Why the Sackler deal is so bad

The legal cases brought by so many state attorneys general and individuals against the odious Sackler family, whose company Purdue Pharma was responsible for so many opioid deaths, is going before a bankruptcy judge this week who will decide on a plea deal brought by some state attorneys general.

John Oliver gives a masterful expose of why the deal that has been proposed is such a bad one but will likely get approved. Basically the deal is such that the Sacklers, while pretending to pay billions, will actually get off very lightly by having their considerable personal assets mostly protected and will also be given sweeping blanket immunity from the lawsuits of those who did not agree to be part of this deal and even future lawsuits. They will not even have to plead guilty to any personal wrongdoing in the case, blaming it all on the company even though they were very hands-on in driving the practices that led to massive rates of addiction.

The bankruptcy judge hearing the case has a history of being sympathetic to these kinds of deals which is why the Sacklers shopped around so that they could appear before him in the small town of White Plains, NY. This case shows how the rich can manipulate the legal system to their benefit.

I hope that this show helps to create a big enough uproar that he has second thoughts about letting them get off so easy.

Good riddance to Andrew Cuomo

The governor of New York has resigned following an avalanche of criticism from all sides after a damning investigative report was released by the attorney general of the state of New York Letitia James that he was a serial abuser of women.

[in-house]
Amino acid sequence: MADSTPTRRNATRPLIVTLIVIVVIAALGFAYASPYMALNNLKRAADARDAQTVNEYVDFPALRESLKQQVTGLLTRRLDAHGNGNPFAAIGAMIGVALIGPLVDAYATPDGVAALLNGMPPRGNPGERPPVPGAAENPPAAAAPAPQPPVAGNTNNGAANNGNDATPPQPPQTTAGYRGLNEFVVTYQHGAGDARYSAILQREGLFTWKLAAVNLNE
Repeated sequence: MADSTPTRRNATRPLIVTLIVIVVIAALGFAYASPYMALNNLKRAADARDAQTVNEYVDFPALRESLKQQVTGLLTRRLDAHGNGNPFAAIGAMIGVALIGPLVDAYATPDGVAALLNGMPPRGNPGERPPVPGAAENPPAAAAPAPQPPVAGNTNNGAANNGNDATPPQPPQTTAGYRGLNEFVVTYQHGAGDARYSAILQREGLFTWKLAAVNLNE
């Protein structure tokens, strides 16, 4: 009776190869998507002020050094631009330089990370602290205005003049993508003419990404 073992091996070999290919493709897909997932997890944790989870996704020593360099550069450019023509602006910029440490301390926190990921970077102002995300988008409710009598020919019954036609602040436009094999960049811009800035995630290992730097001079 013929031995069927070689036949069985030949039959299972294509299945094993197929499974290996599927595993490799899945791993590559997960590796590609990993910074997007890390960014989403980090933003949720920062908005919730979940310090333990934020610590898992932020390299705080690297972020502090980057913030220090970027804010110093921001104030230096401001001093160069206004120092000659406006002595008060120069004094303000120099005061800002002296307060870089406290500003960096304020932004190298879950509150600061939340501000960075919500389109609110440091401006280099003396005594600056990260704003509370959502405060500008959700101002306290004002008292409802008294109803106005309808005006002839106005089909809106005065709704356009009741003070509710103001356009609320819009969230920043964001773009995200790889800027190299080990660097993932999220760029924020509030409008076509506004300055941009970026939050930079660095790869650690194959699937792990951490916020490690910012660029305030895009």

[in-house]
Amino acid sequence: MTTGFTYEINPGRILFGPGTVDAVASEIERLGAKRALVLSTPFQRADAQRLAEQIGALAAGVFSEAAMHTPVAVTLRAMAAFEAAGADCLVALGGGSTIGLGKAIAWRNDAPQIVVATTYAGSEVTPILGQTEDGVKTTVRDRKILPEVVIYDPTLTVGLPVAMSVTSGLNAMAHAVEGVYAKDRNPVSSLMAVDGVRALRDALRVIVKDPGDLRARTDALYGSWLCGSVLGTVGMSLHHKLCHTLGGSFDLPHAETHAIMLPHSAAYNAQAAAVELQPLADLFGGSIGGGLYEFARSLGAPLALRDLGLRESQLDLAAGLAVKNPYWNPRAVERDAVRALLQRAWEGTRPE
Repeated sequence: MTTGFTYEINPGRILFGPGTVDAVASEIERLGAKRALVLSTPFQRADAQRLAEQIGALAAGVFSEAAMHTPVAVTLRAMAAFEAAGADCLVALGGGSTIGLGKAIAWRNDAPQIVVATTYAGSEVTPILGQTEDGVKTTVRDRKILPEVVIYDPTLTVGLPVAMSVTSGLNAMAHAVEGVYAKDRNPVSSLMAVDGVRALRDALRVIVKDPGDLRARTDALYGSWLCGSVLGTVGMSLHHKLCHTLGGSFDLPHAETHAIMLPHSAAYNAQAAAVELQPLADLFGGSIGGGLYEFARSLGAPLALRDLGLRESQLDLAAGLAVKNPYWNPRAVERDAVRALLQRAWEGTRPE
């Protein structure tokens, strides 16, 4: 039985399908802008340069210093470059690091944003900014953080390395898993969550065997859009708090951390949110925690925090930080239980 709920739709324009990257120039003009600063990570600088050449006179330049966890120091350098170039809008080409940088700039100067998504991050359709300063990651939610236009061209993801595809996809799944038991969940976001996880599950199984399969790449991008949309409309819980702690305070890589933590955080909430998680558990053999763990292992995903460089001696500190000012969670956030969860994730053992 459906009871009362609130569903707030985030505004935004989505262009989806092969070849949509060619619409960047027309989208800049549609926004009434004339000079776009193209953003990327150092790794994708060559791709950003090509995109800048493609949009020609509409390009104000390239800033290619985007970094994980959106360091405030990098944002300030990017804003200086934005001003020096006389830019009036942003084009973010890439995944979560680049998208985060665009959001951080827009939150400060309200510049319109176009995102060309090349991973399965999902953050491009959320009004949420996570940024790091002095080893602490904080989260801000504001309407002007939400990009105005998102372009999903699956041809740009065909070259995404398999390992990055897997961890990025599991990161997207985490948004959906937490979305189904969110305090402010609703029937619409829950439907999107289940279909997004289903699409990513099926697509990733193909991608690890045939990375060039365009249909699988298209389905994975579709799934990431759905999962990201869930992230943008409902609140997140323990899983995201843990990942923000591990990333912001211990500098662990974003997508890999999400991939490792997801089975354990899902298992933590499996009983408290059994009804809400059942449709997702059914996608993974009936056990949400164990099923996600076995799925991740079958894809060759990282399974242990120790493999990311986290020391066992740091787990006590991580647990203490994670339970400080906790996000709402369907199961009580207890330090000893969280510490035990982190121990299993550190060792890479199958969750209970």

I have to admit that I was surprised by the resignation. Cuomo has the reputation of being a ruthless bare-knuckle political infighter and I expected him to put pressure on state legislators to not remove him by impeachment. I can only surmise that he has found that he does not have enough support among them to win that fight or that more revelations are on the way of even more serious allegations.

Will the new climate change report change minds?

The new report by the Intergovernmental Panel on Climate Change (IPCC) lays out the basis for “the most up-to-date physical understanding of the climate system and climate change, bringing together the latest advances in climate science, and combining multiple lines of evidence from paleoclimate, observations, process understanding, and global and regional climate simulations.”

The warnings are getting more and more dire, though the situation is not yet hopeless.

Earth is getting so hot that temperatures in about a decade will probably blow past a level of warming that world leaders have sought to prevent, according to a report released Monday that the United Nations called a “code red for humanity.”